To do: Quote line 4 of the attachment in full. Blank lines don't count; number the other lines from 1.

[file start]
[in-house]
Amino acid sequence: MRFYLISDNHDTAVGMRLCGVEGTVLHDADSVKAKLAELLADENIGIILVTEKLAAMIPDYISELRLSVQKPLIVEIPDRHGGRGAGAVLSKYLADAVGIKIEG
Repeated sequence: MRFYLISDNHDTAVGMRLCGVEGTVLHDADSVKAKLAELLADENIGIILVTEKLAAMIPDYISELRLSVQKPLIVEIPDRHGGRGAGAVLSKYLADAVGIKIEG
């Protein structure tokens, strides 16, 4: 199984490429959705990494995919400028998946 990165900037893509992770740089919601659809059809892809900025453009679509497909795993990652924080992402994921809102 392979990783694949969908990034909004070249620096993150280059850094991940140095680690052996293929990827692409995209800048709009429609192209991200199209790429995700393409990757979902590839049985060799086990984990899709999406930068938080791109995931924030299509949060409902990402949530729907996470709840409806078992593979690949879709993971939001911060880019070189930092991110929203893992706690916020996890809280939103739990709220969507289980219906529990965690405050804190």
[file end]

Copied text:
């Protein structure tokens, strides 16, 4: 199984490429959705990494995919400028998946 990165900037893509992770740089919601659809059809892809900025453009679509497909795993990652924080992402994921809102 392979990783694949969908990034909004070249620096993150280059850094991940140095680690052996293929990827692409995209800048709009429609192209991200199209790429995700393409990757979902590839049985060799086990984990899709999406930068938080791109995931924030299509949060409902990402949530729907996470709840409806078992593979690949879709993971939001911060880019070189930092991110929203893992706690916020996890809280939103739990709220969507289980219906529990965690405050804190």